- Incorporate different types of terrain and weather conditions. The Susan G. Komen 3-Day® event may include various surfaces and experiences (asphalt, trails, hills, rain, heat, cold, etc.) and you want to be prepared for anything.
- You can build endurance by fitting in small walks throughout your day. Get up a little earlier in the morning and fit a training walk in before work. Walk to work. Walk on your lunch hour. On the weekends, walk your errands instead of driving around.
- If the weather is a concern, remember that you can get going on training walks indoors, in a gym or the local mall. Or brave the elements (within reason) with weatherproof clothing and plenty of layers to keep you warm and dry.
- Take one day off per week to rest in order to avoid injury.
- When you’re walking with others, don’t push yourself beyond your ability. Listen to your body - and keep yourself healthy.
- As you build up endurance, do a back-to-back longer walk (15+ miles on one day, followed by 15+ miles on a second day). Your body reacts differently at the end of Day 1 than it will at the end of Day 2.
- Drive your walking route to determine the mileage. Or use a tool such as Google Map Pedometer (www.webwalking.com/googlemap.htm) or WalkJogRun (http://www.walkjogrun.net/) to look up the distance online.
- Plan a “Fundraising Roundtable” walk and ask people to bring their fundraising ideas and letters to share.
- Arrange a day with a local tour guide and explore what your city has to offer. Cities offer many different types of tours, including historical tours, underground tours, downtown tours and more.
- Plan a walk in a different town or neighborhood. Take a boat trip to a local island and explore. This is a great way to explore your surrounding communities and hidden treasures while getting yourself prepared for the Komen 3-Day.
- Plan a training walk through botanical gardens, a state park or other local gardens in your area.
- Invite your team to meet you at a local museum and take your training indoors for the day.
- Have your team members meet at a central location, and walk the distance in a local mall. Remember to bring your donation form with you. You can create a lot of awareness and support by walking in your 3-Day® gear.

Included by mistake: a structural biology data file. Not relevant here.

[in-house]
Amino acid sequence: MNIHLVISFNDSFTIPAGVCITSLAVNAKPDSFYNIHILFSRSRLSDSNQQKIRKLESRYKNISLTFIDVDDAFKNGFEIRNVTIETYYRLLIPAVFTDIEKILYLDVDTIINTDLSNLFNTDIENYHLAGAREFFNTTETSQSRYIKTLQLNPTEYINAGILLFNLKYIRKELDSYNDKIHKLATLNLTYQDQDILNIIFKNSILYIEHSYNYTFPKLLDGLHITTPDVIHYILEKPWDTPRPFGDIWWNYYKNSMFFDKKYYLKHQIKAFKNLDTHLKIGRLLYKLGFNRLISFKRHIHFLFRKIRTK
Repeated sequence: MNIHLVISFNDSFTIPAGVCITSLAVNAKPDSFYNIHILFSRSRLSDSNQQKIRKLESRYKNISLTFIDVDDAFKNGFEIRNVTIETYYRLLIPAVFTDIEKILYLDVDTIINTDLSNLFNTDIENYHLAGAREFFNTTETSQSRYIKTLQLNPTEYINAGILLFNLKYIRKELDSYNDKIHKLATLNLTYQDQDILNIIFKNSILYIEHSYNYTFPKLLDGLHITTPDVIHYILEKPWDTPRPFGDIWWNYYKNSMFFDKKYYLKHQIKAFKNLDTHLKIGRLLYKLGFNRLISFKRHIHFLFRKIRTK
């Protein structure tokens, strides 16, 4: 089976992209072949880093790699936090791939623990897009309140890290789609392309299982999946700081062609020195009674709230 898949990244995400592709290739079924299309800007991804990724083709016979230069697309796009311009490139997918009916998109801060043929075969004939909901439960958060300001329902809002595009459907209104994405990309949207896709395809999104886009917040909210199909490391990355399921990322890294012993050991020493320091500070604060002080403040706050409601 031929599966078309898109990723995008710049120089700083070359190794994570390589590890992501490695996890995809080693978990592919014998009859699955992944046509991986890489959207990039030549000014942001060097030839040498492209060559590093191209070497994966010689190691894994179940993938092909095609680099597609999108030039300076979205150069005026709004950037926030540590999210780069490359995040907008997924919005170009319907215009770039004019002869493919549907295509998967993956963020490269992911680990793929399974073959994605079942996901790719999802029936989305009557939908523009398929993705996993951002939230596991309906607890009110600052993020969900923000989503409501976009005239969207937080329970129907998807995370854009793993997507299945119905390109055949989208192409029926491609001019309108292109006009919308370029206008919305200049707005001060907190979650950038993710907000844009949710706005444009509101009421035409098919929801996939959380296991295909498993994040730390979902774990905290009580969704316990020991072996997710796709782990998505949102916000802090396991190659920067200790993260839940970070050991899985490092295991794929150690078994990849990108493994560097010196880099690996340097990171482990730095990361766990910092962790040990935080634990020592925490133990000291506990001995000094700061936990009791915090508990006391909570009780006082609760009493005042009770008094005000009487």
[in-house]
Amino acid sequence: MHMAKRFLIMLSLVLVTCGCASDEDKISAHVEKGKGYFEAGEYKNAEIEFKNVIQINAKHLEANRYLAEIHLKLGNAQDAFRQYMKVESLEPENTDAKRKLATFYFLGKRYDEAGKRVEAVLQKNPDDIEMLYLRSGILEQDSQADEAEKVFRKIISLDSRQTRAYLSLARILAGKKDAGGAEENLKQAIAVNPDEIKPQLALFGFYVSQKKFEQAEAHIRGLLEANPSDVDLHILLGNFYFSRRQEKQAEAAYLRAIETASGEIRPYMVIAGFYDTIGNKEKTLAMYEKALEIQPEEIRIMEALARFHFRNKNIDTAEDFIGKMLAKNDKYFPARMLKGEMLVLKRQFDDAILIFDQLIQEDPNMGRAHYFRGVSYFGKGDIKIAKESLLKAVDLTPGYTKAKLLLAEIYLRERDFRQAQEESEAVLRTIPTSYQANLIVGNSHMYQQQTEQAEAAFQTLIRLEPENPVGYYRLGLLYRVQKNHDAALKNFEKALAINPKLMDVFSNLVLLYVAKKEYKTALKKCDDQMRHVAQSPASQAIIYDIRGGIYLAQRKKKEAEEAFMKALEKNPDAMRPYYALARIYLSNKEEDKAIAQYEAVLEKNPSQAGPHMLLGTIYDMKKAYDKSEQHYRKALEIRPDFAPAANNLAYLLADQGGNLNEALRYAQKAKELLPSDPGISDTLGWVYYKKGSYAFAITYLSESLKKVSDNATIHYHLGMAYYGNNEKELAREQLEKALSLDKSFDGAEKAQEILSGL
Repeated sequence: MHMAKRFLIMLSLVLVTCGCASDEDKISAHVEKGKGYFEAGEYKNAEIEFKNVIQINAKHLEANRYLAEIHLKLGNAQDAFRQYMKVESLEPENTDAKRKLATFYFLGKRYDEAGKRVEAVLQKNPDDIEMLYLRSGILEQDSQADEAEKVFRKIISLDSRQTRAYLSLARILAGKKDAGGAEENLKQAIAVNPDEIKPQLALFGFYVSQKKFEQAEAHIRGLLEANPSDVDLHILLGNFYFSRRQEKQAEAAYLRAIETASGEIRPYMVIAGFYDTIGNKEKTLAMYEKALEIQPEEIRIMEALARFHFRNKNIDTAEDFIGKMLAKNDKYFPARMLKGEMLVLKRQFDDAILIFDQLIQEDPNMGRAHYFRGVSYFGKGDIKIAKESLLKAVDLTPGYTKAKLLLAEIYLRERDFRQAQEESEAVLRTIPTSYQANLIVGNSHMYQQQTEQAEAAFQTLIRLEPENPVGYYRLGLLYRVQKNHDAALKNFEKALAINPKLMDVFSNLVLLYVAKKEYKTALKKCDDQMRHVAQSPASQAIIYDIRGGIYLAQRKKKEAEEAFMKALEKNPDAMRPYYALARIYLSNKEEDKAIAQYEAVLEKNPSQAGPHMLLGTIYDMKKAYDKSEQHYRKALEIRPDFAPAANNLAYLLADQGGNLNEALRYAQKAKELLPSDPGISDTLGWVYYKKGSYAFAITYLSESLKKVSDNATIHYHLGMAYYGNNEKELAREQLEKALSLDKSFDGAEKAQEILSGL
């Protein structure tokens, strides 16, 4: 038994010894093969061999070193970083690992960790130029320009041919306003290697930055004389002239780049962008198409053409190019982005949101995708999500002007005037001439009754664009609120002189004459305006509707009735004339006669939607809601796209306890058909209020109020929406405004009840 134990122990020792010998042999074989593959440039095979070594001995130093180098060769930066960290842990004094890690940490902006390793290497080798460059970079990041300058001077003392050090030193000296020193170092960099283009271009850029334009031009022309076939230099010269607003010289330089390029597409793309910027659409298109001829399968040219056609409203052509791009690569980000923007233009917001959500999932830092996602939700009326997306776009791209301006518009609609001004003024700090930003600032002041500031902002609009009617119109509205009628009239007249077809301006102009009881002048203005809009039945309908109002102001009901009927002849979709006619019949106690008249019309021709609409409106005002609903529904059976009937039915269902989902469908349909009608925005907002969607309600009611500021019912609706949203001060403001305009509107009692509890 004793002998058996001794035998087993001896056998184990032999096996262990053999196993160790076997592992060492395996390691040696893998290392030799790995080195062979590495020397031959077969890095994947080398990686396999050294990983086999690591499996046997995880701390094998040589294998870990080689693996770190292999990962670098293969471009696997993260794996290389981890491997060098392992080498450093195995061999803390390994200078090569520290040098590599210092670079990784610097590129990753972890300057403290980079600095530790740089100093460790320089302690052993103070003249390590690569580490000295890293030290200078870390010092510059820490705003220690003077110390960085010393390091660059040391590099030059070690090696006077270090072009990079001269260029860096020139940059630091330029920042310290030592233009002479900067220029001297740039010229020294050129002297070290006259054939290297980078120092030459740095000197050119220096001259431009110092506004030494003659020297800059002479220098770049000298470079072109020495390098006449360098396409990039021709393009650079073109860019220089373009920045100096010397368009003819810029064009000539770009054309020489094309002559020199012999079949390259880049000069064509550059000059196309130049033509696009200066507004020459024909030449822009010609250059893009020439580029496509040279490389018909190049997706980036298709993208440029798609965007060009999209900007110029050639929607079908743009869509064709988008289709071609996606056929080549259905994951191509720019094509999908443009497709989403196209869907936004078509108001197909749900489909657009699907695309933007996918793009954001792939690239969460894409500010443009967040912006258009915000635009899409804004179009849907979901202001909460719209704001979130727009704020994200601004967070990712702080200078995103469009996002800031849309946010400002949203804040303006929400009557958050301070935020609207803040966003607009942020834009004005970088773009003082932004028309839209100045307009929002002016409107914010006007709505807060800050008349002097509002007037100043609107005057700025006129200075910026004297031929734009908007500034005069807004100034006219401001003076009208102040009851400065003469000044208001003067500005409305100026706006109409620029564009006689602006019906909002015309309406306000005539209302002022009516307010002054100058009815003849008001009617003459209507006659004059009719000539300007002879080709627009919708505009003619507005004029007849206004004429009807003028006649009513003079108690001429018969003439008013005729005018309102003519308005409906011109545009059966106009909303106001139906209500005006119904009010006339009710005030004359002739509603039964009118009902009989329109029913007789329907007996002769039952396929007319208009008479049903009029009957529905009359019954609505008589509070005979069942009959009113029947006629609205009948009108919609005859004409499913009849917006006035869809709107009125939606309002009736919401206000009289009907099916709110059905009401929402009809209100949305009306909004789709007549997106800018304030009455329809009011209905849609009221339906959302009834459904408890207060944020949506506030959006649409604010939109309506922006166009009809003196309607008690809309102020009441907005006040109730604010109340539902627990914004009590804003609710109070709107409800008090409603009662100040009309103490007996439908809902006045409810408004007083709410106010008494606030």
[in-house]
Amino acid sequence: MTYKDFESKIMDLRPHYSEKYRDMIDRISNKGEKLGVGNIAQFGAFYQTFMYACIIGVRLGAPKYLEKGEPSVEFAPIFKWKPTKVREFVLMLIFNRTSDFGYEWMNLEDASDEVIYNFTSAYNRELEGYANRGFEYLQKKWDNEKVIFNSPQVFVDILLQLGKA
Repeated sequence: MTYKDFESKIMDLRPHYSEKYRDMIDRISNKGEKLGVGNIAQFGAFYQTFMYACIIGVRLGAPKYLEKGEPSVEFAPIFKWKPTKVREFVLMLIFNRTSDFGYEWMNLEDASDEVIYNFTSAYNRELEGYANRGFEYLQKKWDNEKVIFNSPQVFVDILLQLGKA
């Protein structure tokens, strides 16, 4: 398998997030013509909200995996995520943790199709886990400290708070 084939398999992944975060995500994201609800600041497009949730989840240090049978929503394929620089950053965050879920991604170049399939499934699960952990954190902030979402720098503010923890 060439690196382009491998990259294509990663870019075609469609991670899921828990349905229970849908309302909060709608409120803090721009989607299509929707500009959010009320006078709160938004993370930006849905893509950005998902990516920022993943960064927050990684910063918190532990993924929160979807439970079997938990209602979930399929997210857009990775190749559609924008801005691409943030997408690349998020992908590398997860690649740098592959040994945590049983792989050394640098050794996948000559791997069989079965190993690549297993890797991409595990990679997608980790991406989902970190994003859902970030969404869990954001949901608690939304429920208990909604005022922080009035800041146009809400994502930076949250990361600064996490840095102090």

- Vary your training route. You're probably tired of the view of your own neighborhood. Get in your car and drive to another neighborhood or town. When's the last time you walked around your nearest big city? You'll see a lot more on foot than you do from the window of your car during your morning commute. Prepare for a training walk in a new area by planning a safe route and knowing where you’ll be able to stop for breaks; always stay alert to your surroundings whether in a new area or your own neighborhood.
- Find a new training partner. Search for a training walk or use the 3-Day Friend Finder to find a new group to train with. Nothing makes the miles fly by like a conversation with a new friend.
- Get some new gear. Suddenly, a training walk may be the perfect reason to try out (and break-in) those new walking shoes or show off that new shirt. 3-Day outfitters and Shop3Day.com may be offering helpful information about gear (such as proper fit) and/or discounts to 3-Day participants.
Plan a Great Training Walk Route
As you begin your training walks, start out with easy walks (low mileage and on flat surfaces) and gradually increase difficulty. It is critical to train on all types of terrain over the months leading up to the 3-Day. Walking strictly on crushed limestone paths or dirt trails will not give your body a realistic expectation of walking on concrete or tar, for instance. If you’re planning a longer route, scout out available restroom and hydration stops.